Sharif, 68, and his family this week filed an application with the accountability court seeking a fortnight’s exemption from personal appearance from February 19 onwards to let them go to London to see Sharif’s ailing wife. Three cases were filed against Sharif and his family last year, including Avenfield properties, Azizia & Hill Metal Establishment, and Flagship Investments.

Maryam and Safdar are accused only in Avenfield properties case. The NAB had filed two supplementary references against Sharif, his sons Hasan and Hussain regarding Al-Azizia Steel Mills & Hill Metal Establishment and Flagship Investment cases.

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Pakistan “breaches obligations’ on nuclear arms reduction, UN court told




The Hague: Pakistan is violating its “obligations” to the international community by failing to reduce its nuclear arsenal, the Marshall Islands told the UN’s highest court on Tuesday.

The small Pacific Island nation is this week launching three unusual cases against India, Pakistan and Britain before the International Court of Justice.

Majuro wants to put a new spotlight on the global nuclear threat, its lawyers said yesterday, by using its own experience with massive US-led nuclear tests in the 1940s and 1950s.

“Pakistan is in breach of its obligations owed to the international community as a whole,” when it comes to reducing its nuclear stockpile, said Nicholas Grief, one of the island nation’s lawyers.

Islamabad and its nuclear-armed neighbour India “continue to engage in a quantitative build-up and a qualitative improvement” of their atomic stockpiles, added Tony deBrum, a Marshallese government minister.

DeBrum warned that even a “limited nuclear war” involving the two countries would “threaten the existence” of his island nation people.

Pakistan and India have fought three wars since independence from Britain in 1947, two of them over the disputed Himalayan territory of Kashmir.

In 1998, the rival neighbours both demonstrated nuclear weapons capability.

The ICJ’s judges are holding hearings for the next week and a half to decide whether it is competent to hear the lawsuits brought against India and Pakistan — neither of which have signed the 1968 nuclear Non-Proliferation Treaty (NPT).

A third hearing against Britain — which has signed the NPT — scheduled to start on Wednesday will be devoted to “preliminary objections” raised by London.

The Marshalls initially sought to bring a case against nine countries it said possessed nuclear arms: Britain, China, France, India, Israel, North Korea, Pakistan, Russia and the United States.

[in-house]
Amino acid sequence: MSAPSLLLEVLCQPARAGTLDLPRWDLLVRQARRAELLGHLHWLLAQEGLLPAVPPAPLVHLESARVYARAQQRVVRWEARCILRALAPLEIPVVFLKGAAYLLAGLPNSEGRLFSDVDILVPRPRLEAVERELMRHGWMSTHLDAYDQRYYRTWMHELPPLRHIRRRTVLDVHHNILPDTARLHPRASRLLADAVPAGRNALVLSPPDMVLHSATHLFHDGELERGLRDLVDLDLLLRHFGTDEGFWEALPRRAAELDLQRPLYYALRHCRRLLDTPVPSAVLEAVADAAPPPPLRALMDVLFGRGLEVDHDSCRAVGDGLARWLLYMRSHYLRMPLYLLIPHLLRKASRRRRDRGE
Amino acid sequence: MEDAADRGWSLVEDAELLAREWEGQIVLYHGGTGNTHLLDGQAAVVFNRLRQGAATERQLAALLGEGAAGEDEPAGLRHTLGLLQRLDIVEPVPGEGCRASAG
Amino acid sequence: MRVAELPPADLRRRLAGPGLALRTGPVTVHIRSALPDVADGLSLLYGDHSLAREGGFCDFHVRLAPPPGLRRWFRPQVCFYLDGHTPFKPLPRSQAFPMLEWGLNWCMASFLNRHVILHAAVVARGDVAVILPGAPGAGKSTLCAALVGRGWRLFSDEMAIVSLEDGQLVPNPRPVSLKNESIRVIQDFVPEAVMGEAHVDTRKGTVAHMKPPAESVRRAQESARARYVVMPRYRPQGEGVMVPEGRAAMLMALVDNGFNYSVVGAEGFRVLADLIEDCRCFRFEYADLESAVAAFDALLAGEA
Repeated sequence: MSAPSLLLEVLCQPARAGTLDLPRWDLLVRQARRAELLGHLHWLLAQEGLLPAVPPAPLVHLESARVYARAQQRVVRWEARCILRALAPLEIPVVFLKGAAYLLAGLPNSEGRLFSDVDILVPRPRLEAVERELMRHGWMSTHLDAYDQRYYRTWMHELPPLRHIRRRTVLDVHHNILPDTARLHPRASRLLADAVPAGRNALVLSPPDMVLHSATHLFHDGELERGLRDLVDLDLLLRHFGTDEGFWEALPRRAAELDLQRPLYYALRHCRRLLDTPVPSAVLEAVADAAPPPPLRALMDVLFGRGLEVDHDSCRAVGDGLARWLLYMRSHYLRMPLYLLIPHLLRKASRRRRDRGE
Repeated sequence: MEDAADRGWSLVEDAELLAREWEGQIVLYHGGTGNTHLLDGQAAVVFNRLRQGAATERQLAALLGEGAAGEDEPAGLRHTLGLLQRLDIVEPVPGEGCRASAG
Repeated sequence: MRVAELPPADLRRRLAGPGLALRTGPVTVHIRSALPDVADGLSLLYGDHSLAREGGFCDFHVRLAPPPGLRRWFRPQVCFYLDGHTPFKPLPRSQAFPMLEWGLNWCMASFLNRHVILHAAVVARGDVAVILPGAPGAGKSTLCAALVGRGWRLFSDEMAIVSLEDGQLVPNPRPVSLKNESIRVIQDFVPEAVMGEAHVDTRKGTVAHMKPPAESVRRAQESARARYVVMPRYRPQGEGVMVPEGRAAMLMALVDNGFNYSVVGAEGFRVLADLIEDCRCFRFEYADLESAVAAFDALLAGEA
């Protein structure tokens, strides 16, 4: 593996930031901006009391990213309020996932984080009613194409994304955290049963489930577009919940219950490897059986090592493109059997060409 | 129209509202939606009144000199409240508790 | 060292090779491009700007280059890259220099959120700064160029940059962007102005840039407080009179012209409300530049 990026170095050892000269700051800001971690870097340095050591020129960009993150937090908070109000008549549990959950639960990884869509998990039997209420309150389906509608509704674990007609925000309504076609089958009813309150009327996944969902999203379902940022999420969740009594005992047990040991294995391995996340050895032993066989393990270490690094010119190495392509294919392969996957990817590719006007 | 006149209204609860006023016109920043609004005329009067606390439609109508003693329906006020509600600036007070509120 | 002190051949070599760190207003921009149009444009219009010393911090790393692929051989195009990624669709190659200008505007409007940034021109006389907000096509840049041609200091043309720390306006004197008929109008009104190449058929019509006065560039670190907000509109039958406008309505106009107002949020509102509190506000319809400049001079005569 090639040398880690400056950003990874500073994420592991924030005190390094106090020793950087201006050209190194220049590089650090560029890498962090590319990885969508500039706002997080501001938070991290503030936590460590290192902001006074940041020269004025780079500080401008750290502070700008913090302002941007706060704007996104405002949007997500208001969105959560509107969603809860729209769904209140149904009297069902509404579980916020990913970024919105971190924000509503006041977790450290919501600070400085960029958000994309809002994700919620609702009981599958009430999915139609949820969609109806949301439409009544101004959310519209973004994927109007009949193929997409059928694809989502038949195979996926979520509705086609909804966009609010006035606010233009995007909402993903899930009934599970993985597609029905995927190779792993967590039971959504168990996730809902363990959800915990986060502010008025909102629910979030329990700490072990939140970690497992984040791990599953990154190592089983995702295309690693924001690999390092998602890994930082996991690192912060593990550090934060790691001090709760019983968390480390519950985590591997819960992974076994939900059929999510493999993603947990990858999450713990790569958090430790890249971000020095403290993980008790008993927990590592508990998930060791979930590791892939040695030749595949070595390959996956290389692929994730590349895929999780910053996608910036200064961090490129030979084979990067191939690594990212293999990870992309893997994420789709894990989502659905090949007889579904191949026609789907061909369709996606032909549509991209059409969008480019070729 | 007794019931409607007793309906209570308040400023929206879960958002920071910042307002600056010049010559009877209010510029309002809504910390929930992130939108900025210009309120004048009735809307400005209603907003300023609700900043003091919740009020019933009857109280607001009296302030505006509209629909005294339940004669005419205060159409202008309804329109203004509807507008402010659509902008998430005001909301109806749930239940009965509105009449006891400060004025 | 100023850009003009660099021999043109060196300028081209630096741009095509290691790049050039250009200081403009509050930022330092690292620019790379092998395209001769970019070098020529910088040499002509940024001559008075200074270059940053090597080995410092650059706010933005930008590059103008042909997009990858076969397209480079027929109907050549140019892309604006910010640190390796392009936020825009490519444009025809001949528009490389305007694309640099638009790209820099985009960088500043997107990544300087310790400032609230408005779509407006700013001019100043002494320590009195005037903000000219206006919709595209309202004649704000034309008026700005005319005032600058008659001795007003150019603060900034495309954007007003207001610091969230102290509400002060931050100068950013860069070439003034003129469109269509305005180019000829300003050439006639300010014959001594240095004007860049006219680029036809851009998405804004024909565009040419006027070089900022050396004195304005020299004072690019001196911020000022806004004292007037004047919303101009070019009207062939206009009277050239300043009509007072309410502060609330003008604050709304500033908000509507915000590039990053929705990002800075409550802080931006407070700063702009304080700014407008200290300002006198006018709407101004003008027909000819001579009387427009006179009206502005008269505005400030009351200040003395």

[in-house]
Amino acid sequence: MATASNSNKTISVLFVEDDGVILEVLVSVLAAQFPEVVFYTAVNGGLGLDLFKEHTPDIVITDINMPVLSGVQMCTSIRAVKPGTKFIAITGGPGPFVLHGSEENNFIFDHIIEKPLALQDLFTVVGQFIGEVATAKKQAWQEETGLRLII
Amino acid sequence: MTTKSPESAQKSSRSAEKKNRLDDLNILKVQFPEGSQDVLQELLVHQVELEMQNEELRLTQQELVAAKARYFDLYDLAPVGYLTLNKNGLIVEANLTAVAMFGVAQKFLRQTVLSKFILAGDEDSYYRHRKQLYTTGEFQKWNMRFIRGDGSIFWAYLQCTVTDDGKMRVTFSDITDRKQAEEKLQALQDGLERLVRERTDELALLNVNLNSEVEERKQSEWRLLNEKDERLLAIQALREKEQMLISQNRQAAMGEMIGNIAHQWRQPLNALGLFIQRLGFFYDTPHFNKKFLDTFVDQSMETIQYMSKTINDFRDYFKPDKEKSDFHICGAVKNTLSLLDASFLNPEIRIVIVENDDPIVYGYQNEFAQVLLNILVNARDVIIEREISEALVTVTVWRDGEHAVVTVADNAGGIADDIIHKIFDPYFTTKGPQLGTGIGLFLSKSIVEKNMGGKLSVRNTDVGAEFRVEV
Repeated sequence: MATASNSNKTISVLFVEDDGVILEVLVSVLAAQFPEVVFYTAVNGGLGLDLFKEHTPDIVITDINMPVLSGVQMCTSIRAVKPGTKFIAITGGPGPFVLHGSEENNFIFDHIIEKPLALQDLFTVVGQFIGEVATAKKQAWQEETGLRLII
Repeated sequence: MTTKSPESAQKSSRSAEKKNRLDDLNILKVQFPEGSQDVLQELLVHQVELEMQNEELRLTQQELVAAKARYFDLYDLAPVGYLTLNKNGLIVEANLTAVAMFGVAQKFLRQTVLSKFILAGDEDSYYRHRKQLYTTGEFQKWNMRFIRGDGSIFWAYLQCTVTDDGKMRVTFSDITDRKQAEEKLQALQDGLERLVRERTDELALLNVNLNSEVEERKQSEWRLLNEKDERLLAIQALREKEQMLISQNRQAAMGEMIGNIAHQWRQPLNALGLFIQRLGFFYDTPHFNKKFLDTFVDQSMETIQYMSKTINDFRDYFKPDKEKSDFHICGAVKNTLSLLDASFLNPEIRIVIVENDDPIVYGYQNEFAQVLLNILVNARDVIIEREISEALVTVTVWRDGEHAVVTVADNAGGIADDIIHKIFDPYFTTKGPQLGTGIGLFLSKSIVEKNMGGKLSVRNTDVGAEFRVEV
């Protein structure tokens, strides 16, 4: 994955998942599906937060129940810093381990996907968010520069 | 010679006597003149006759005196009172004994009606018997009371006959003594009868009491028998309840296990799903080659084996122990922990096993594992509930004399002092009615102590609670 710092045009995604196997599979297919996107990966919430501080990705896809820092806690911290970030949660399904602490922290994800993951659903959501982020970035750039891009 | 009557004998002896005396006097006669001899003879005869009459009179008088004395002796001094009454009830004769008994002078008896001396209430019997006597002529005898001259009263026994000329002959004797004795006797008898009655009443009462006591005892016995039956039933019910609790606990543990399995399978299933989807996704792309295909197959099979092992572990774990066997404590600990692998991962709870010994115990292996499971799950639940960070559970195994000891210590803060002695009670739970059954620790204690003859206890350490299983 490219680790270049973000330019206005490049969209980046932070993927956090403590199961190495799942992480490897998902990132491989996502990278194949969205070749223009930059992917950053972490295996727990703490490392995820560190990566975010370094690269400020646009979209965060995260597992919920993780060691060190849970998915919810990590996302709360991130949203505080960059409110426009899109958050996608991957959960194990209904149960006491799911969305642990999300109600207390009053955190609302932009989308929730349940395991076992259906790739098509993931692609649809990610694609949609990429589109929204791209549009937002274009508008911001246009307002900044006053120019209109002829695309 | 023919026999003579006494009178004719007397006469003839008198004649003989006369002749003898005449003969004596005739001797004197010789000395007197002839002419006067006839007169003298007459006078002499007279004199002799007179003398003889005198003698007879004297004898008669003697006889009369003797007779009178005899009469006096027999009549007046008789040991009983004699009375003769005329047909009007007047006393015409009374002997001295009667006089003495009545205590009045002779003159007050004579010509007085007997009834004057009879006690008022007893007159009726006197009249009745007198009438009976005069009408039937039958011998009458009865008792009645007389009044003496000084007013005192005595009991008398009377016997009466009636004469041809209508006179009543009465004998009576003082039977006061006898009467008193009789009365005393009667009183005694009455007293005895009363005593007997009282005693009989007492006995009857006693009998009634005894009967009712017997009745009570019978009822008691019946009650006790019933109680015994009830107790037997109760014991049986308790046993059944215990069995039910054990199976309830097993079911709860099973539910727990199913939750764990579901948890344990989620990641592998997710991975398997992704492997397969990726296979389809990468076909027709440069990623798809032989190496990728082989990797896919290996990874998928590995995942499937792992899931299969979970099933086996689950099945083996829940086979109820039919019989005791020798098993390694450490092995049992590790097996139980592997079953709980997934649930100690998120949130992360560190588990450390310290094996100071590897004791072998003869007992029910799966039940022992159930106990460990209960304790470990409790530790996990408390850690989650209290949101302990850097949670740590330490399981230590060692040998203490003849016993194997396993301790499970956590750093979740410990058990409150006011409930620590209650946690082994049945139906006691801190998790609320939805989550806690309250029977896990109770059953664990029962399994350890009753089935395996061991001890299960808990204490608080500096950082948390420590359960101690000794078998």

Israel has never admitted to having nuclear weapons.

But the Hague-based ICJ, set up in 1945 to rule in disputes between states, has only admitted three cases against Britain, India and Pakistan, because they have accepted the ICJ’s compulsory jurisdiction.

Pakistan’s lawyers did not attend Tuesday’s hearings.

It did however file a counter-claim against Majuro’s allegations saying “the court has no jurisdiction to deal with the application” and insisting that the case is “not admissible”, said ICJ President Ronny Abraham.

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Bangladesh to drop Islam as official religion following attacks on Hindus



Bangladesh to drop Islam as official religion following attacks on Hindus

New Delhi: Bangladesh is likely to drop Islam as its official religion following a series of attacks on people from other faiths in the country. The country’s Supreme Court is hearing a plea challenging the status of the official religion of the country to Islam.

Bangladesh, which was declared a secular country after its formation in 1971, was declared an Islamic country following a constitutional amendment in 1988.

According to a report in the Daily Mail, the plea has challenged the declaration of Islam as the national religion of the country.

The move is being supported by leaders from the minority communities like Hindus, Christians and Muslim minority Shiites.

Bangladesh has 90 per cent of Muslims, 8 per cent Hindus and remaining constitutes Christians and Muslim minority Shiites.

In last month, a Hindu priest was hacked to death following an attack on a temple in Panchgarh district. Two others were seriously injured in the attack. There have been several lethal attacks on writers and bloggers.

According to a report in the Independent, Islamist groups Jumatul Mujahedeen Bangladesh and Ansarullah Bangla Team are believed to have carried out at least seven attacks on foreign and minority people in Bangladesh in the past year.